Thursday, April 19, 2007

"Students leave school, join rally against war, recruiting"

Bothell Times:
They took the WASL and left.

On the second day of the test's math section, Dana Golden, 16, and Carolyn Samuelson, 15, 10th-graders at Seattle's Garfield High School, wrapped up the Washington Assessment of Student Learning in the morning. But they decided it was more important to protest the Iraq war than to attend their afternoon classes.

They were among several hundred students from about 20 area schools who walked out of class Wednesday to join an anti-war rally at Westlake Park in downtown Seattle.

The event, also a protest against military recruiting in high schools, was organized by Youth Against War and Racism. It continued into the afternoon as students marched to the Henry M. Jackson Federal Building, City Hall and, finally, Seattle Public Schools headquarters.

Most of the protesters were high-schoolers — like Samuelson and Golden, who arrived in a group of six, standing in a semicircle with friends, still sporting their backpacks or book bags. Some college students also showed up.

Many high-school students had finished Wednesday's section of the WASL before heading down to the rally. But students who missed the WASL Wednesday — passage of which is required for graduation — would not receive a score for math, said Molly O'Connor, a spokeswoman for the state Office of Superintendent of Public Instruction. They would have to retake the entire math test again this summer or next spring.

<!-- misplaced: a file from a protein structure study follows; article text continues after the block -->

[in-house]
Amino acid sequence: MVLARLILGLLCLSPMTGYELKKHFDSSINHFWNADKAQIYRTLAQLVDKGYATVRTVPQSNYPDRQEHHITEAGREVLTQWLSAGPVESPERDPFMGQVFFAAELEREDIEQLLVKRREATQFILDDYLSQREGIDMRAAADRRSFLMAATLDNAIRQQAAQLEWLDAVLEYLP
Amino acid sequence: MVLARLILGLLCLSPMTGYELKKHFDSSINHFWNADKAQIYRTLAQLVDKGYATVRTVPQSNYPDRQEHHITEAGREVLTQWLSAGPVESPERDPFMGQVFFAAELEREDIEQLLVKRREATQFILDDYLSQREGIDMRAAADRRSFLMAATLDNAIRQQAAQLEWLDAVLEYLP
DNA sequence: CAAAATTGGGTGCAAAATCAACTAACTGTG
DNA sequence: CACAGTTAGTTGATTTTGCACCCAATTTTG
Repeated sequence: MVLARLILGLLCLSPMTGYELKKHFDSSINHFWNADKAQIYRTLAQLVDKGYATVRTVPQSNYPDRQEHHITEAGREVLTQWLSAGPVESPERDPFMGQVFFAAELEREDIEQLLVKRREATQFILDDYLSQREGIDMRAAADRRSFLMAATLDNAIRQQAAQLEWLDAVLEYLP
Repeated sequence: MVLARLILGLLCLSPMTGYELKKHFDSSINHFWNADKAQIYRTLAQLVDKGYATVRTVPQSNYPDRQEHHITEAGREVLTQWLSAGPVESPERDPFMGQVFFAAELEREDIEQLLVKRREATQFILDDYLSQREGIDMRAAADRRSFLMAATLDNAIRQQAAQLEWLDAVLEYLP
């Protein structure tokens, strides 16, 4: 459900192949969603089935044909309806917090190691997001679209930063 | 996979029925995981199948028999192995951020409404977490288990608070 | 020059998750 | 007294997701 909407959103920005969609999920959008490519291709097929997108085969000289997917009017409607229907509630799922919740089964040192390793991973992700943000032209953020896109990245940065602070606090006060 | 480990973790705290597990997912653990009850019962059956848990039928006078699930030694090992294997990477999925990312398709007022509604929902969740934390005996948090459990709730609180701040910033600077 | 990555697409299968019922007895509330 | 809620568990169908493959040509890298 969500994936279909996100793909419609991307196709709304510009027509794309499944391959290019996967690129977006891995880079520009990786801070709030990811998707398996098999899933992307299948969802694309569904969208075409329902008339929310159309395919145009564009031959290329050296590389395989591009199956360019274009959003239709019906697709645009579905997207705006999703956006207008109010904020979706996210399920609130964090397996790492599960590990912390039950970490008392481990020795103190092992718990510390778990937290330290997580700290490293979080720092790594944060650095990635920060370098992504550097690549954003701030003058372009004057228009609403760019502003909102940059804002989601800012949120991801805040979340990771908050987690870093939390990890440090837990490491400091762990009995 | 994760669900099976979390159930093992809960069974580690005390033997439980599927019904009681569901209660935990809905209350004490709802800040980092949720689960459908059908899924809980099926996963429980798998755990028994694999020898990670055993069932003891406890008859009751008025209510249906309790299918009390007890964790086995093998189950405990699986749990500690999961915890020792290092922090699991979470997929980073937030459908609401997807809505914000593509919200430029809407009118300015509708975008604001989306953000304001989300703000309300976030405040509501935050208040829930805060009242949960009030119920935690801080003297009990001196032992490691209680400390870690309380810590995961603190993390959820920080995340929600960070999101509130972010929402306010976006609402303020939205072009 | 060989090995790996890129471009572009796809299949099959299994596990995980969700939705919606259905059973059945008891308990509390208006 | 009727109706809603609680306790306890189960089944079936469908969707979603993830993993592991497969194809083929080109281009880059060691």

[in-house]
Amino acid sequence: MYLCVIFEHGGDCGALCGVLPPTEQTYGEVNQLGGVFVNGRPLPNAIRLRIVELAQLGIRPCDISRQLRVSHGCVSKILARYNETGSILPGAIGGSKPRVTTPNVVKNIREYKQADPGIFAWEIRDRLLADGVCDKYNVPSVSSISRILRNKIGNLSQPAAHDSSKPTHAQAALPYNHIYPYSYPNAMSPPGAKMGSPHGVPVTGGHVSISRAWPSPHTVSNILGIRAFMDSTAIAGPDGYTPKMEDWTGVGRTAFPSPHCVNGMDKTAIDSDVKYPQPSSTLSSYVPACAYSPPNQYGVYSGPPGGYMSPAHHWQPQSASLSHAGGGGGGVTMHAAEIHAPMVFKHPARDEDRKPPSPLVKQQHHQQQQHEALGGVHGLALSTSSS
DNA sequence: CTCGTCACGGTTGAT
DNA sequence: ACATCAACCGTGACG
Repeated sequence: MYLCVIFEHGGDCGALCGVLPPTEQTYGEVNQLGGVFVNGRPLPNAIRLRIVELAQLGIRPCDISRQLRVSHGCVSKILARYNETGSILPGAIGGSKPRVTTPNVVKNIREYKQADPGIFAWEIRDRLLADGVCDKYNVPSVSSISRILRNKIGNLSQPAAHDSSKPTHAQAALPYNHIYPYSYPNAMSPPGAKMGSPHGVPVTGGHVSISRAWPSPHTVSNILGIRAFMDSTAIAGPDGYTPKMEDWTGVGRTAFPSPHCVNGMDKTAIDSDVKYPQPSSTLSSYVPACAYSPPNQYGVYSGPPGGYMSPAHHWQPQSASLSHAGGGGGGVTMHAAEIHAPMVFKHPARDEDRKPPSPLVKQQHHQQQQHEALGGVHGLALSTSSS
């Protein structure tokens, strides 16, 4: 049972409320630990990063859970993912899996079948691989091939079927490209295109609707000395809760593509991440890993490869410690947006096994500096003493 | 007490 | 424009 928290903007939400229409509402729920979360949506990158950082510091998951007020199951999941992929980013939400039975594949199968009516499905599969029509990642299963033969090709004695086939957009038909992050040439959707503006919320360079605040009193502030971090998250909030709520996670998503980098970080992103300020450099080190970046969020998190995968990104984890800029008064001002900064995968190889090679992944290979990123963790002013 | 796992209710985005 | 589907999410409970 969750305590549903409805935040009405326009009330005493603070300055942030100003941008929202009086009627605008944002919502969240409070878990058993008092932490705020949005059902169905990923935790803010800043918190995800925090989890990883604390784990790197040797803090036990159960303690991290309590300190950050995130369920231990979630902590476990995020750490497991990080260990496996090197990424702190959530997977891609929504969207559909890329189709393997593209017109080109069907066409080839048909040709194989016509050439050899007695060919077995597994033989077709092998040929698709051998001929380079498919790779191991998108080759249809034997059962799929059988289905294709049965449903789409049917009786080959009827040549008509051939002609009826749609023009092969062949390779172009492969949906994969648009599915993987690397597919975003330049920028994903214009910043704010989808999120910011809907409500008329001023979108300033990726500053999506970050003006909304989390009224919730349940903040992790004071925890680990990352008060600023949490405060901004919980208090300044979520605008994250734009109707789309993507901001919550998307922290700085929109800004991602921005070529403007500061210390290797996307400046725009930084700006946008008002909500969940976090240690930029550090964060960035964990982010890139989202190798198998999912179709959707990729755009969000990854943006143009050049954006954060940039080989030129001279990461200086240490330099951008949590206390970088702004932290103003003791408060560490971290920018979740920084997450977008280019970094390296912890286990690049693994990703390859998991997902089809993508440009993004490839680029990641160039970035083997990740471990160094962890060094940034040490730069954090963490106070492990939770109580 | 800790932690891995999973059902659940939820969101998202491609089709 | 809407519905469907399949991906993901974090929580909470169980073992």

As for cutting school, penalties ranged from a session of detention to a call home to parents. For other high-schoolers, a note from mom or dad was enough to earn an excused absence. Officials from several area school districts, including Lake Washington, Seattle and Renton, said they didn't know how many students left school to participate.

"I hope that people aren't here just to skip class — that they'll remember it," Golden said. "I just feel like it's our responsibility, since we're safe and getting an education, to stand up for the people who aren't — like the people in Iraq."

Samuelson agreed.

"I think that I can make a difference," she said. "This rally has inspired us to think we're going to make an anti-war club at our school."

Surrounded by their friends, the two stood among a throng of students, listening to speakers roar into the microphone on stage. Some kids had drawn peace symbols on their cheeks, while others waved homemade signs.

Emma Chadband, 17, a junior at Bainbridge High School, held up a black sign reading "Make Cookies, Not War," which matched her dark outfit. She stood next to Felice Gallego, 16, who clutched a sign of her own.

"The class we're missing is American studies," Chadband said. "And we don't want to repeat the past, we want to create the future."

At Seattle Public Schools headquarters, about 100 students sat on the grass and curbs while they listened to anti-war speakers on a makeshift stage.

As they waited to march into the School Board meeting at 6 p.m., some walked around with large buckets to collect donations, and one person was selling soup and bread being cooked on a portable electric stove powered by a generator.

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